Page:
Burnout in surgery residents—associated with higher levels of depression and perceived stress—may be alleviated by programmatic social events, limiting weekend work and formal mentoring programs, a study published in the American Journal of Surgery found.
Matthew Smeds, MD, division chief of vascular surgery at St. Louis University School of Medicine, Saint Louis, et al used an anonymous electronic survey sent to surgical residents in 18 programs in order to identify factors associated with burnout.
They drilled into the issue with demographic/programmatic questions and validated scales for burnout, depression, perceived stress, self-efficacy and social support. Residents were grouped into quartiles based off burnout, and predictors were assessed using univariate and multivariate analyses, the investigators report.
They discovered that among the 42% of residents who completed the survey, burnout was associated with depression, higher perceived stress/debt, fewer weekends off and less programmatic social events. Residents were less likely to reconsider surgery if given the chance, Smeds et al add.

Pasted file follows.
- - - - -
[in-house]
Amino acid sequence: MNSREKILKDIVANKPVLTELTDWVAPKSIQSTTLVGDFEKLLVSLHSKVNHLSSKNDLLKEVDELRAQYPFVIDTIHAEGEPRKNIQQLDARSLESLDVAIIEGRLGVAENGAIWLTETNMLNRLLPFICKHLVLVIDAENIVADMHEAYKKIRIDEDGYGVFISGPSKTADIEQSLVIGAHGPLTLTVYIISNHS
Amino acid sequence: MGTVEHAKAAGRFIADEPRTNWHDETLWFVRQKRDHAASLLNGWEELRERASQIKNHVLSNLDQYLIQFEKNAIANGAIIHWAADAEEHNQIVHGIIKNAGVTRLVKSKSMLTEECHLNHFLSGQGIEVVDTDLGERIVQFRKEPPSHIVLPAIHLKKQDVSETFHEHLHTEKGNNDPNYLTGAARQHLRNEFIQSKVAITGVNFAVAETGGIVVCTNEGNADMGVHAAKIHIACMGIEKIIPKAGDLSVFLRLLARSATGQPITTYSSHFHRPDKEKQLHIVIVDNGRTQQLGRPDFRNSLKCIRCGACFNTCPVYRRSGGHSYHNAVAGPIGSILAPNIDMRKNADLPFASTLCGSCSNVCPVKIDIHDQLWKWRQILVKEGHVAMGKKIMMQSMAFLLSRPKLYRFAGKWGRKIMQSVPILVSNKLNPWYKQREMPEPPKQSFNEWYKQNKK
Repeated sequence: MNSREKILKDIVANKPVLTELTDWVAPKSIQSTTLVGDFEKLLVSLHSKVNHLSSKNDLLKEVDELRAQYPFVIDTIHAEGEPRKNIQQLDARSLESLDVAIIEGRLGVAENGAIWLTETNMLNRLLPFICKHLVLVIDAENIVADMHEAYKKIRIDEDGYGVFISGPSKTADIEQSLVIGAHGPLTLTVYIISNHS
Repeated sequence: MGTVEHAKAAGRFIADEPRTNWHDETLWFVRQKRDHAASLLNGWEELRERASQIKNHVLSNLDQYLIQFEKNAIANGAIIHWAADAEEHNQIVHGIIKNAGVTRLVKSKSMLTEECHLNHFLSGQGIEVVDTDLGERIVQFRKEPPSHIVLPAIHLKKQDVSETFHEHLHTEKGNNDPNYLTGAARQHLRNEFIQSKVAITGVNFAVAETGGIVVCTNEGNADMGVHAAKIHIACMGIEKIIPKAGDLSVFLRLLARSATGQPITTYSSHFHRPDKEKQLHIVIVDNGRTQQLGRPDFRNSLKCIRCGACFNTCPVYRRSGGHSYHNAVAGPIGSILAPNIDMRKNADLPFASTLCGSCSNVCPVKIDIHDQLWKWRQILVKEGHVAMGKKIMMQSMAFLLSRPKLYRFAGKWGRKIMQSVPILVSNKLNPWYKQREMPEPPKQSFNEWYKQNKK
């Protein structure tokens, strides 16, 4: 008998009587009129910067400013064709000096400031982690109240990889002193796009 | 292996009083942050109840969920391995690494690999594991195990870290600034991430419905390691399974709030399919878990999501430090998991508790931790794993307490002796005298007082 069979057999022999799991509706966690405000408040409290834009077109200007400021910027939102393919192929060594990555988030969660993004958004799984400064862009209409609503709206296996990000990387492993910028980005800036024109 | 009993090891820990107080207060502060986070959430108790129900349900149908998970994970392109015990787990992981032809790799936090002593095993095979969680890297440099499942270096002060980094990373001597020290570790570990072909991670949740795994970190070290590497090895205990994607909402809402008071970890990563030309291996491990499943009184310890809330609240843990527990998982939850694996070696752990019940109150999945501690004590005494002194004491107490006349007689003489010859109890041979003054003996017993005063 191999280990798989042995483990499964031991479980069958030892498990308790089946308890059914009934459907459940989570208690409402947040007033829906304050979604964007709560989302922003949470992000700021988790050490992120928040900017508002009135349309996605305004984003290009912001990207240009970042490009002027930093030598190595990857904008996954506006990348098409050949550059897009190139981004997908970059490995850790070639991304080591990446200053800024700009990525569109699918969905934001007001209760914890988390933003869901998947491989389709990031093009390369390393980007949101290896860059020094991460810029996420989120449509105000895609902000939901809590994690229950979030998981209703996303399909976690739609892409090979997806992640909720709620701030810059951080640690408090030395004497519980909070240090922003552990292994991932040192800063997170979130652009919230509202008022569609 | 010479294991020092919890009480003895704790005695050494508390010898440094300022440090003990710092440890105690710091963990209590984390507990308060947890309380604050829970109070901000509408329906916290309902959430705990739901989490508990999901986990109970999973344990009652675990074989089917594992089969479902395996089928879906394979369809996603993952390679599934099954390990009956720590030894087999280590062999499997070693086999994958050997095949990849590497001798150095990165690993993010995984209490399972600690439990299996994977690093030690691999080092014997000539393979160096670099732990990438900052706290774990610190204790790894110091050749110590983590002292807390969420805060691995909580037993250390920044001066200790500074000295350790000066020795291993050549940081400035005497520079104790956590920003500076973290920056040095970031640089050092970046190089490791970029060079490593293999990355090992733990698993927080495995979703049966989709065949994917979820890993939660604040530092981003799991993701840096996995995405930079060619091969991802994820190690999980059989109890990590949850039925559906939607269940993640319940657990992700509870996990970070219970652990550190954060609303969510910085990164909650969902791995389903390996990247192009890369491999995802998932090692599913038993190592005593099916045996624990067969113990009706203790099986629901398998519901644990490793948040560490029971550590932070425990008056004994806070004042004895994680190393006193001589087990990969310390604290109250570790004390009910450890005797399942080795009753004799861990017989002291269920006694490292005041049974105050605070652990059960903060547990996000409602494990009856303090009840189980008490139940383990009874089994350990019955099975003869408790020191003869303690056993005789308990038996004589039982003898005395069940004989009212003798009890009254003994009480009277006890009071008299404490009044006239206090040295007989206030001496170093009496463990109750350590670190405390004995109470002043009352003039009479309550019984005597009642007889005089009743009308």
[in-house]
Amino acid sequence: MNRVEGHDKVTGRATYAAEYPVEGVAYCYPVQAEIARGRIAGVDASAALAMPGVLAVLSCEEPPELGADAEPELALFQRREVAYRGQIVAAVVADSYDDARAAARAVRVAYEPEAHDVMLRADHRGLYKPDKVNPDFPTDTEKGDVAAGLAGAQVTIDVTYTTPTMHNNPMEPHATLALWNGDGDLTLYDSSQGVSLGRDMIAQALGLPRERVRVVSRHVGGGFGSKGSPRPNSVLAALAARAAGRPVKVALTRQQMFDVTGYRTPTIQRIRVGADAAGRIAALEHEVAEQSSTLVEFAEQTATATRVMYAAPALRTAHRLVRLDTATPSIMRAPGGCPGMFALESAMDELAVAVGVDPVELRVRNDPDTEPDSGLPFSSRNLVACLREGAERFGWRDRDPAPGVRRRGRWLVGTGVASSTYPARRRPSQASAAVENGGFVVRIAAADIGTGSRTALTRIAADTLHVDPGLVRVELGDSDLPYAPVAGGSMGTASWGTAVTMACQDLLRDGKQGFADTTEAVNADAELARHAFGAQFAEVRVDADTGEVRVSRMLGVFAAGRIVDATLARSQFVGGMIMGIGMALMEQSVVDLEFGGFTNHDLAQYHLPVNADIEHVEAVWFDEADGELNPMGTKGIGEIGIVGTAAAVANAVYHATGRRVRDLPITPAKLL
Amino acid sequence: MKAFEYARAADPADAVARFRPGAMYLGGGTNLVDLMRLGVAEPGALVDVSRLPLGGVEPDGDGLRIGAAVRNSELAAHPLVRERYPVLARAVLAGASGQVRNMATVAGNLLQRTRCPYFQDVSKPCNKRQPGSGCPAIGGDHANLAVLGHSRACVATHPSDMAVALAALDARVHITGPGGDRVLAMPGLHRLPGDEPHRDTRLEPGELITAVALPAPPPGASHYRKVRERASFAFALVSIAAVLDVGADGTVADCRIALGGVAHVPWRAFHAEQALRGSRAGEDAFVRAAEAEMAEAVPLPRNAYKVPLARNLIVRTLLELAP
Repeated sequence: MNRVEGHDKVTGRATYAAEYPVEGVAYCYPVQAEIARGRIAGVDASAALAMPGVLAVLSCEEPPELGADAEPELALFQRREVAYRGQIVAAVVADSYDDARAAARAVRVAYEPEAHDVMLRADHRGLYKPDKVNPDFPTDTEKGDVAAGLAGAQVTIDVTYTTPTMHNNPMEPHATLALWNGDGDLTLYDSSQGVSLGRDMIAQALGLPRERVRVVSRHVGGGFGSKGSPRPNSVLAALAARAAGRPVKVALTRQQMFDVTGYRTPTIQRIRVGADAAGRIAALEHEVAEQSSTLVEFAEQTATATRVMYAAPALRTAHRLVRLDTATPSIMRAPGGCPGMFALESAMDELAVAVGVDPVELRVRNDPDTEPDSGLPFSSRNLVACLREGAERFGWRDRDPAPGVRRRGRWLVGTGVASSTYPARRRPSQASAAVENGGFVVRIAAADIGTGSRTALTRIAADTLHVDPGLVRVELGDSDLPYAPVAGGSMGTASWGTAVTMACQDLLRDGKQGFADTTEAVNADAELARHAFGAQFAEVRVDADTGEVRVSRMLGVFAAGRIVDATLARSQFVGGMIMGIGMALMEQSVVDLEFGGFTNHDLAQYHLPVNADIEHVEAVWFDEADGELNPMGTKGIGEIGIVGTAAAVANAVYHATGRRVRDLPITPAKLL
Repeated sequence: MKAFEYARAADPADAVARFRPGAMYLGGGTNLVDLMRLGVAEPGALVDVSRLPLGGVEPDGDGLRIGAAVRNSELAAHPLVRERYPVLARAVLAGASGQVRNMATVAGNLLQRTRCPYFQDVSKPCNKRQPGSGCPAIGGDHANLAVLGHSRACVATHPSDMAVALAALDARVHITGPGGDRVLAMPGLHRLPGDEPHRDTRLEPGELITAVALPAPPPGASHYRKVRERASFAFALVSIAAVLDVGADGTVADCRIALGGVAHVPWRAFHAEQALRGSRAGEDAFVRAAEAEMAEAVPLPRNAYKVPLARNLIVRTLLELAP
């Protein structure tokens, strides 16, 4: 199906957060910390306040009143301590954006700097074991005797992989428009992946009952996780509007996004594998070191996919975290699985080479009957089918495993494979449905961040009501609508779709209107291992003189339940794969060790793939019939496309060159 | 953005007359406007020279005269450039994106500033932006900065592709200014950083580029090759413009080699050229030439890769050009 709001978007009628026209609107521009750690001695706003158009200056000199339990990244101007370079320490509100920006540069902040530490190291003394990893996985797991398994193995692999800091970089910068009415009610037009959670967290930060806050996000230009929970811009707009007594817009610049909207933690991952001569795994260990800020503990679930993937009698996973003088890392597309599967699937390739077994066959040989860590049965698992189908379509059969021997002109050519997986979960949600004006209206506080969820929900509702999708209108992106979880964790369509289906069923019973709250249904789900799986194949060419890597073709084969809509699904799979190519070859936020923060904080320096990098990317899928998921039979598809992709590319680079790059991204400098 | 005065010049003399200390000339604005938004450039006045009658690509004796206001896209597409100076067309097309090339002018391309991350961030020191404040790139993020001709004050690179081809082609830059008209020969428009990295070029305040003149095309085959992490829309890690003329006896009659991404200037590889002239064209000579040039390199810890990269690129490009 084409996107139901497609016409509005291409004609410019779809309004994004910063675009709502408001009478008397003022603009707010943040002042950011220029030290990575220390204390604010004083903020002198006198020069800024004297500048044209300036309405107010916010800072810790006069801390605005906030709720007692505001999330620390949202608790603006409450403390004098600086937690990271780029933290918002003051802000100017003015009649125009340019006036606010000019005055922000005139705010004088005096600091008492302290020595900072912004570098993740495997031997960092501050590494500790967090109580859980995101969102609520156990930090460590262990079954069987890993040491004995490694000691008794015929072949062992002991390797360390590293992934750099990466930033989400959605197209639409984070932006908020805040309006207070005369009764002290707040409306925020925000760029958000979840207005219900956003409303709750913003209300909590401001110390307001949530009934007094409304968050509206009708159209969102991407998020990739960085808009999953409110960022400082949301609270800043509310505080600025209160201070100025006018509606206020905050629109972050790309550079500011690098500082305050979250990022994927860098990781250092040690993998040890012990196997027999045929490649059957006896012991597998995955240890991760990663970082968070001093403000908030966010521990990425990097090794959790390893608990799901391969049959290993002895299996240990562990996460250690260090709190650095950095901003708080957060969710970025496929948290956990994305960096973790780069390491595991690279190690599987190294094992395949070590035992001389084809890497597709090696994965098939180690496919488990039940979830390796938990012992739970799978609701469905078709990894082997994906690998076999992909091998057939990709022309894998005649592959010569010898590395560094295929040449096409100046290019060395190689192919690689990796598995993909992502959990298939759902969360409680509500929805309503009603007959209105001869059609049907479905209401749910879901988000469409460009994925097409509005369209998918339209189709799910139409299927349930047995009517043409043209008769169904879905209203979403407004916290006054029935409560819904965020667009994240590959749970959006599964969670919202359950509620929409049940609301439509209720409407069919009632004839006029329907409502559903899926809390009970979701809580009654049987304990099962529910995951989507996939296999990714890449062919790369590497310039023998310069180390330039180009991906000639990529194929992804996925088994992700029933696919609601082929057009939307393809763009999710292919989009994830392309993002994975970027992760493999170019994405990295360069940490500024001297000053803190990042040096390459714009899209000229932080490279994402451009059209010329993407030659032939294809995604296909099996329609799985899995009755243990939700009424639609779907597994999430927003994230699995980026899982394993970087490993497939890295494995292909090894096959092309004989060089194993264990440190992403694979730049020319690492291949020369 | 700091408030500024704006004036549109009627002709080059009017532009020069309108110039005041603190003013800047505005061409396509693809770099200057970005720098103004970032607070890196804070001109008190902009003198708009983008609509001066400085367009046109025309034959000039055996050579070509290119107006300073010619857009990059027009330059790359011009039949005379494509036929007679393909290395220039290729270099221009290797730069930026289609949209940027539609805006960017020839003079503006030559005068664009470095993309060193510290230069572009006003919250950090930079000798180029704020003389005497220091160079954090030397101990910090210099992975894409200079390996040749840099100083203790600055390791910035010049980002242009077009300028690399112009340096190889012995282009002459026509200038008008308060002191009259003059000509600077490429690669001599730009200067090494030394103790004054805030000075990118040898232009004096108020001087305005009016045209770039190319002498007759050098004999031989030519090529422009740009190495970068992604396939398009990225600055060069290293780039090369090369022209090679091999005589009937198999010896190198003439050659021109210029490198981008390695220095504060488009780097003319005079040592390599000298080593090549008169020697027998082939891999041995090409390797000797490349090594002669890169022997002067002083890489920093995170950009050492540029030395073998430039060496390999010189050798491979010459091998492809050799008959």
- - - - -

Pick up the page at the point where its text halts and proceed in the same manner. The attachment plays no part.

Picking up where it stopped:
“Low burnout was associated with lower depression/stress, higher social support/self-efficacy, more weekends off per month, program mentorship, lower debt, and residents being more likely to choose surgery again if given the chance,” they write.
“On multivariate analysis, higher depression/perceived stress were associated with burnout, and lower burnout scores were associated with lower stress/higher self-efficacy.”
Concluding, they note, “The addition of programmatic social events, limiting weekend work, and formal mentoring programs may decrease burnout.”